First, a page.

In any case, I really only "met" him in the form of a quick handshake. But it was still really cool.

I got a great deal closer to running fame a little over a year later, at the start of my junior year. Concord High School always hosted an alumni race on our home course in White Park, and the winner that fall was a CHS alumnus in his mid-thirties who ran 16:38. (I was third, I think, in 17:21.) This fellow was dating another cross-country runner of some note, and she was there taking pictures. When Porter had come to town, I'd had no idea who he was. I had never seen a copy of Track & Field News, and Porter was not on the radar of the only regional running magazine available at the time, Boston Running News (now New England Runner). I had not yet started reading The Runner or Runner's World, but that changed sometime in 185 (just in time for the latter publication to absorb the former).

But I knew who Lynn Jennings was. Not only was she the holder of a 15:08 5,000 meters and the winner of the 1985 U.S. Cross Country title, she was also a Massachusetts native who was based in nearby Newmarket, N.H. She had already beaten me by substantial amounts in a couple of road races. Her best was in front of her, though, as she would go on to run in three Olympics win a total of nine U.S. titles in cross-country and take three consecutive World Cross Country crowns from 1990 to 1992. I saw her win that last one, which was in Franklin Park in Boston in light snow (how I wish the IAAF would return World Cross to the U.S., even though I would find a way to not go).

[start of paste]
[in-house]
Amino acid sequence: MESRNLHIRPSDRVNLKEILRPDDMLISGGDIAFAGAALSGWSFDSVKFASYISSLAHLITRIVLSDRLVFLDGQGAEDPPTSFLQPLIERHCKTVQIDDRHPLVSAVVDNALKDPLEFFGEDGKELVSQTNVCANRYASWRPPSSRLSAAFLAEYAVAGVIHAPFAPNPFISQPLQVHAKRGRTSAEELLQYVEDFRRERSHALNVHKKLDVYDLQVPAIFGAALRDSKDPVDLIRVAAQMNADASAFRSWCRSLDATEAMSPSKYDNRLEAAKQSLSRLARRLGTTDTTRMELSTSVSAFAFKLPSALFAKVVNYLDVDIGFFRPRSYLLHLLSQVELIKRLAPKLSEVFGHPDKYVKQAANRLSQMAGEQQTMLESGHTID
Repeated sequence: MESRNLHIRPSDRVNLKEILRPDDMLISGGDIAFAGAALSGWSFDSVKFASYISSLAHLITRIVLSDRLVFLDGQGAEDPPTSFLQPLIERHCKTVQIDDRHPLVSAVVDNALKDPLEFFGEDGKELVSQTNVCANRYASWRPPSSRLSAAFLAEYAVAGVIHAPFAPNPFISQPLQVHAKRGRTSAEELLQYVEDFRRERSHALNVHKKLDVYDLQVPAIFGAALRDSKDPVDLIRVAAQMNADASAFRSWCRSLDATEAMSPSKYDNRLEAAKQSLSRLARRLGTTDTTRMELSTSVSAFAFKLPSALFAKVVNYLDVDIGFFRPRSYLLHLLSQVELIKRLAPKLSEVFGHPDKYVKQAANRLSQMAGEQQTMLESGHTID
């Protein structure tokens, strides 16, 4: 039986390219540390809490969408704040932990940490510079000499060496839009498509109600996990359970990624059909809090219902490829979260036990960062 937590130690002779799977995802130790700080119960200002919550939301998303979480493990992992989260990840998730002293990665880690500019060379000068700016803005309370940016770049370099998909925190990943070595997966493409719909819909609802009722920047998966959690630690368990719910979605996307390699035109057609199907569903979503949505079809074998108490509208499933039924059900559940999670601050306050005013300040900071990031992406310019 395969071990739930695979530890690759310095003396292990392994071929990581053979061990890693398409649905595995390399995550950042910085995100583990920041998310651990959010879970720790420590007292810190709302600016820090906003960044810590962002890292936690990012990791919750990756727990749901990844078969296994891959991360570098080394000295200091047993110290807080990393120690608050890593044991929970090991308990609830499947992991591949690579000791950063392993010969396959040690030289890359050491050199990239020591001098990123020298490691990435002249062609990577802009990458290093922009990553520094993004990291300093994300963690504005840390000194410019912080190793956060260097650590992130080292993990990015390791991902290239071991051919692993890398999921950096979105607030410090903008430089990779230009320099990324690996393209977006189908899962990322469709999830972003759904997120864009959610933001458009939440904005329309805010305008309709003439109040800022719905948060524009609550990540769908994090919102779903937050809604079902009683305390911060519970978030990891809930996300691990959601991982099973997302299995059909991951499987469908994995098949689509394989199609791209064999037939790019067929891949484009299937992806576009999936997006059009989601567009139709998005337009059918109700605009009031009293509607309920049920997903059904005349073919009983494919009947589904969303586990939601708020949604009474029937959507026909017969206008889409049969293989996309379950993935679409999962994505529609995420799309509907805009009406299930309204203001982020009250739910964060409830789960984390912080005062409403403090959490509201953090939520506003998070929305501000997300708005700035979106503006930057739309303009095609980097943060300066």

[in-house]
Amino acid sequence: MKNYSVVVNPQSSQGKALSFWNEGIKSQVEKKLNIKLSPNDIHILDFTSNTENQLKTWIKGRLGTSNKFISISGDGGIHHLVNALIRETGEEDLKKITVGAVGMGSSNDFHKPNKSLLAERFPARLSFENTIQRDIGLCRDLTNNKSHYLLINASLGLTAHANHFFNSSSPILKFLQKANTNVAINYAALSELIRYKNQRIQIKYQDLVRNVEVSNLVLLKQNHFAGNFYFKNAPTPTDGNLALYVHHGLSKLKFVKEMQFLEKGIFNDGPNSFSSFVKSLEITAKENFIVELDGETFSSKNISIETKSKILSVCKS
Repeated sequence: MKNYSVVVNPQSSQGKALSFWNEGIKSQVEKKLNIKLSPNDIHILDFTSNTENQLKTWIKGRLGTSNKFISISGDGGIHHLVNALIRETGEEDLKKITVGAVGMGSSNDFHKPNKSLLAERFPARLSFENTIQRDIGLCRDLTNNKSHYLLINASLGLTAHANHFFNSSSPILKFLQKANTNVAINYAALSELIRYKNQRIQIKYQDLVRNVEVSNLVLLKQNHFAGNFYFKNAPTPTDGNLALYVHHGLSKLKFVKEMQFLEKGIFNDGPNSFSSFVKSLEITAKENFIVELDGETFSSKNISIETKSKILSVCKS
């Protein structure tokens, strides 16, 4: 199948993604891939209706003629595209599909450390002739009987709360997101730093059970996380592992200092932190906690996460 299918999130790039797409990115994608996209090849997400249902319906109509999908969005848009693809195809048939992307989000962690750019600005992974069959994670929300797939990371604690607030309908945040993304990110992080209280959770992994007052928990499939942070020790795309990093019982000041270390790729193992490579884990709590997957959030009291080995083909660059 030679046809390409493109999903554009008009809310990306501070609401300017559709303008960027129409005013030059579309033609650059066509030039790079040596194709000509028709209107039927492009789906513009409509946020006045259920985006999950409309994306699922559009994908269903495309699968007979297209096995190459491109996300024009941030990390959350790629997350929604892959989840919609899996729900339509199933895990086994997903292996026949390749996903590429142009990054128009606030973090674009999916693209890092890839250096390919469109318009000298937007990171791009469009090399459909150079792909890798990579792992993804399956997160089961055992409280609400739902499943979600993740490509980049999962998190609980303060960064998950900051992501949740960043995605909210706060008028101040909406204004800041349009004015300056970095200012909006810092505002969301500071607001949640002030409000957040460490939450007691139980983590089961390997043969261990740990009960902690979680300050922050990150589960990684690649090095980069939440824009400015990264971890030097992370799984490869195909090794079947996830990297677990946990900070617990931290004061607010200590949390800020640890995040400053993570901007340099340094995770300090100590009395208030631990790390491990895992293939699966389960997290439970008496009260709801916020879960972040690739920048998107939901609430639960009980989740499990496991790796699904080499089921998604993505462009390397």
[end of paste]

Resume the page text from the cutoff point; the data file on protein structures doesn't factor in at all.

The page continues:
I was introduced to Lynn after the Alumni Race, but I talked to her more substantially a few weeks later after the Manchester Invitational, then a "big" event and now a truly prestigious one on a regional scale. I came in 10th, and afterward she congratulated me on my kick. She also pointed out that I had big feet, which is not really the case (10.5) but often looks that way because my feet don't point where they are supposed to when I run, a malady that was already in evidence in my teens but has since been rendered less obvious by progressive deterioration in other aspects of my form. She was extremely friendly and very studious. Nerdy. And obviously very confident. She remains one of the toughest competitors I can remember watching in person. No one excels at cross-country without being extremely committed to high levels of pain -- and I don't mean tolerating it, I mean embracing it, maybe reveling in it.

I think that was more or less it in terms of elite runner meet-and-greets when I was a teenager. I did get passed by Bill Rodgers (whom I later met for real, in some depth, when we both spoke at a marathon dinner in Florida in 2005) in the last half-mile of a five-mile race in November 1985, which he was running as a workout. This was at the also-now-long-defunct Salem Screen Five-Miler in New Hampshire. I ran 29:07 and finished well outside of the top 100, I believe. A Brit named Steve Binns won that one in 22-something. Now that I look back, Jennings won the women's version of that race in 25:34 (it may have been an 8K, but was advertised as a five-miler) in 25:34, still an all-comers New Hampshire record. That would have put me about a kilometer behind her. Like I said, she had already beaten me by substantial amounts before I met her in 1986. And I bet no woman breaks that record anytime in the next 20 years unless some enterprising Baby Boomer decides to throw together an event offering lots of money and probably lots of bullshit for the unwashed masses as well.